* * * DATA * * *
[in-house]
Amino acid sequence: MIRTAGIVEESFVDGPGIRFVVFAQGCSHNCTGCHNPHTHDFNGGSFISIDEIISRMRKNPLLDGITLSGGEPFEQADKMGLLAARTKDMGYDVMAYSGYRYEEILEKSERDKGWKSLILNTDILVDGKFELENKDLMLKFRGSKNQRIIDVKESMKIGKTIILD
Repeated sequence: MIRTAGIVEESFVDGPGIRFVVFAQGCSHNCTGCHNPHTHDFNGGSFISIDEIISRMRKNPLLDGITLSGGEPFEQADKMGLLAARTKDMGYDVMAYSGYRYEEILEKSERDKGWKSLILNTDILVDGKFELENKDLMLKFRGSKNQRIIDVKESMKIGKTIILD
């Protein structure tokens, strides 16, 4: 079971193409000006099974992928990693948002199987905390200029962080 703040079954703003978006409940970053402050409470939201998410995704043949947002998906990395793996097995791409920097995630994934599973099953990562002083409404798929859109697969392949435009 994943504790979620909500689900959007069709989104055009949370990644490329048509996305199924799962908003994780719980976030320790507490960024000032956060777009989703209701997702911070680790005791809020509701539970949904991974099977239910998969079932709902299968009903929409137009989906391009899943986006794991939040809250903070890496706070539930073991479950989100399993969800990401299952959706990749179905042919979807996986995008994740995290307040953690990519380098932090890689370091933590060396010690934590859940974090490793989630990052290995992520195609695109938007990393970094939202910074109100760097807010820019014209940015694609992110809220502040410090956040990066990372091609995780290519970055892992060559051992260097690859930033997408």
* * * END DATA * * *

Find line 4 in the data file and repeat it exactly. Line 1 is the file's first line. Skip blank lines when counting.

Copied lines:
């Protein structure tokens, strides 16, 4: 079971193409000006099974992928990693948002199987905390200029962080 703040079954703003978006409940970053402050409470939201998410995704043949947002998906990395793996097995791409920097995630994934599973099953990562002083409404798929859109697969392949435009 994943504790979620909500689900959007069709989104055009949370990644490329048509996305199924799962908003994780719980976030320790507490960024000032956060777009989703209701997702911070680790005791809020509701539970949904991974099977239910998969079932709902299968009903929409137009989906391009899943986006794991939040809250903070890496706070539930073991479950989100399993969800990401299952959706990749179905042919979807996986995008994740995290307040953690990519380098932090890689370091933590060396010690934590859940974090490793989630990052290995992520195609695109938007990393970094939202910074109100760097807010820019014209940015694609992110809220502040410090956040990066990372091609995780290519970055892992060559051992260097690859930033997408």